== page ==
Police commissioner role is 'barmy', says city council leader
- 29 October 2012
- From the section Coventry & Warwickshire
The role of police and crime commissioners (PCC) is a "barmy idea", Coventry's council leader has said.
The PCCs will be tasked with scrutinising their force and holding chief constables to account.
But John Mutton told the BBC the new system would lead to chief constables having more power.
He said: "It's barmy. I don't believe one person can have sufficient hours every day to see and understand everything that's going on".
Mr Mutton added: "The police authority has worked well for years, there was accountability of the police to a wide range of people from politicians to independents.
"If they can pull the wool over the eyes of their commissioner it means they're not accountable at all."
Elections for 37 police and crime commissioners in England and four in Wales take place on 15 November.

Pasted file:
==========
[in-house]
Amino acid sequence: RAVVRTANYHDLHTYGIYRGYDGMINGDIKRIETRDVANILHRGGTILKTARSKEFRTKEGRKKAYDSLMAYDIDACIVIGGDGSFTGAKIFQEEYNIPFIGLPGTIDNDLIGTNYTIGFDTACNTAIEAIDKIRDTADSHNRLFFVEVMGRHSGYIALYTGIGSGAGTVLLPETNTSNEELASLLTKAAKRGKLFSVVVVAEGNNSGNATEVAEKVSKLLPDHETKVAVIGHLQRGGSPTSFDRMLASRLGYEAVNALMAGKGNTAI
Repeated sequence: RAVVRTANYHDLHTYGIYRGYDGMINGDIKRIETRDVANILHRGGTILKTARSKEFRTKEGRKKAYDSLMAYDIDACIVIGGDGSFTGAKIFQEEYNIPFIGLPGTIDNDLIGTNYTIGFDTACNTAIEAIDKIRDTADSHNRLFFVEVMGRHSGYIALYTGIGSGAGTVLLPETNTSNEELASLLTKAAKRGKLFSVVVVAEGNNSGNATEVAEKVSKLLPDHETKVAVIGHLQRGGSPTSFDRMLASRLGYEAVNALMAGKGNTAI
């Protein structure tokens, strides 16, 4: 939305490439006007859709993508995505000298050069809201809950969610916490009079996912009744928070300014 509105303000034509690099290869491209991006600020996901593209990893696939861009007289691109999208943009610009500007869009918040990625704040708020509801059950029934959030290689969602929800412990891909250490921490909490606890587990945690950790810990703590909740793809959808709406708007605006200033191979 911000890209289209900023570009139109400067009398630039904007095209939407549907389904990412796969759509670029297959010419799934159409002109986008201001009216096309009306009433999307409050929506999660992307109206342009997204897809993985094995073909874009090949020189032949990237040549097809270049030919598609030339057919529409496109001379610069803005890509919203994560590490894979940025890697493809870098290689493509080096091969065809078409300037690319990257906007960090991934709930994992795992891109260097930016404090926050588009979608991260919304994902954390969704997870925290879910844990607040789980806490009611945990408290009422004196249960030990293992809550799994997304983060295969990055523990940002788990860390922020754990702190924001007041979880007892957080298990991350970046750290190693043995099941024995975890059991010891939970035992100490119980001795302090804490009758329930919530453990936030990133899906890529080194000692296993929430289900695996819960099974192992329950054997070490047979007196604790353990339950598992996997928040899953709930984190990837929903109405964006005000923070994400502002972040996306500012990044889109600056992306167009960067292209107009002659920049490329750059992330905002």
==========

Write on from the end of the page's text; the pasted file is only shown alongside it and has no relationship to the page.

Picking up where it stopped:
Mr Mutton is a member of the 12-strong Police and Crime panel in the West Midlands which will scrutinise and support the Police and Crime commissioner (PCC).
'Setting the policy'
The Conservative candidate to become Warwickshire's PCC, Fraser Pithie, said it "was not a barmy idea" to elect PCCs.
He said: "Whoever is chosen at the end of the day is directly elected and is accountable to the people that elect them.
"To suggest that the chief constable would fudge something back to the commissioner is wrong, the point of the role is to hold the chief constable accountable."
James Plaskitt, who is standing as the Labour candidate, said he "strongly disagreed" with Mr Mutton.
He said: "The police commissioner will be setting the overall policy and the chief constable will then be delivering within that framework.
"It's about setting the policy, the budget and giving the police the tools to do the job and let them get on with it.
"I think it's far from the case that chief constables will be able to pull the wool over commissioners eyes."
Independent candidate Ron Ball said he could "understand Mr Mutton's fears."
"I think it all depends on how the commissioner and the chief constable work together and the relationship they set up," he said.
"It's absolutely vital from the outset the commissioner works with lots of other people.
"If he tries to do all the work himself there will be no space to deal with the chief constable."